I love a good story, well told. A powerful narrative can puncture our cynical veneers and inspire us to imagine, to empathize, even to act.

But in these polarized political times, I’m noticing how the stories we tell ourselves ​— ​or were told once upon a time and never bothered to fact-check ​— ​can have a profound impact on the way we carry ourselves through the world. And the assumptions we make about others.

You see it in the current immigration debate, as otherwise reasonable Americans shriek at one another, “They’re here to take our jobs!” “No, they’re criminals in the drug- and sex-trade!” “Nonsense, they’re asylum seekers escaping treacherous lands!” Surely the folks knocking at our borders include all of these archetypes and more ​— ​but our inner narratives, once written, resist editing. So the shrieking persists.

I saw this Story Scenario play out in another fascinating fracas recently. I happened upon a friend in the always-perilous Trader Joe’s parking lot. Having loaded groceries into her car and loath to lug her shopping cart all the way back to the store, she asked my opinion on the Age-Old Grocery Store Debate: Must we always return the cart?

Intrigued, I posed the question on social media ​— ​and so swift and vehement were the responses, you’d have thought I asked if we must always wipe after visiting the loo. The majority of the 120 comments were from The Proud, Pious Cult of Perpetual Cart Returners, deliriously grateful for the opportunity to finally tell the world about the deeply held supermarket morals that undergird their identity.

“I return carts to the designated spots with the optimistic fervor of being the change I want to see in the world,” sermonized one. “I have always used my willingness to take my cart back as a measure of my spiritual fitness,” preachified another. Other Return-It narratives ranged from our roles in an organized society (“This is not the Wild West. We are not uncivilized beasts!”) to health (“The walk is good for you!”) to economics (“The cost of collecting stray carts will be passed on to the consumer!”). One guy not only returns his to the corral ​— ​but takes time to organize the other carts snarled in the rack so as to “clean up the chaos.”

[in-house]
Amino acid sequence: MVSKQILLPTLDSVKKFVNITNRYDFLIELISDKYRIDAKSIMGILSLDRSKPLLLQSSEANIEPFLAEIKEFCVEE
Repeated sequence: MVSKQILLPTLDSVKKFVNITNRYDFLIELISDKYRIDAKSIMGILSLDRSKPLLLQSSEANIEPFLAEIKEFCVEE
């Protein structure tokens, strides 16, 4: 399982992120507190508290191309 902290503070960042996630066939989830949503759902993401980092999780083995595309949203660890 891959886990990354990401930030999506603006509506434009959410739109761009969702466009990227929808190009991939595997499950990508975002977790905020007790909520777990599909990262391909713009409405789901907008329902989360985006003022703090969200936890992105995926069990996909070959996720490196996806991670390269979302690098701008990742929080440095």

Entrenched and self-righteous, the Always-Returners spewed invectives at everyone else: Lazy slugs. Thoughtless. Piggy. Sanctimonious. Selfish. Doofus. “Only entitled a-holes don’t return their carts,” declared one as fact.

But then ​— ​hark! ​— ​the stories began to spill forth from the other side. Sure, some confessed to stashing their carts in out-of-the-way spots merely because they’re pressed for time ​— ​the corner of a generous parking space, a flowerless cement planter. Other narratives, though, put a significant dent in the first group’s virtue ​— ​like a runaway cart dinging the damned door of a lily-white Prius.

“I used to work at a grocery store and the absolute highlight of every day was collecting the stray carts,” insisted one fellow, with several others agreeing. “When there were no carts to gather, we were very sad.”

Folks with injuries said they always appreciate finding a cart near their car; they use it for balance or help walking through the lot. Others feel rude walking the cart back if someone’s waiting for their parking spot. (Now who’s the thoughtless piggy?)

So who’s right? Most folks agreed that it’s ideal to offer your empty cart to someone heading into the store ​— ​and offer to take one from someone else on your way in. It’s “good kartma,” as one friend put it. Even for lazy slugs.

More important, though ​— ​and as long as we’re being good citizens ​— ​can we all summon the discipline to examine the snarl of stories corralled in our heads? The entrenched narratives that guide our behavior and the assumptions we make about things with which we have only a passing familiarity? Imagine how productive our conversations would be if we headed into debates like we head into supermarkets: with an agenda, perhaps, but room in our carts for unexpected discoveries we might find along the way.


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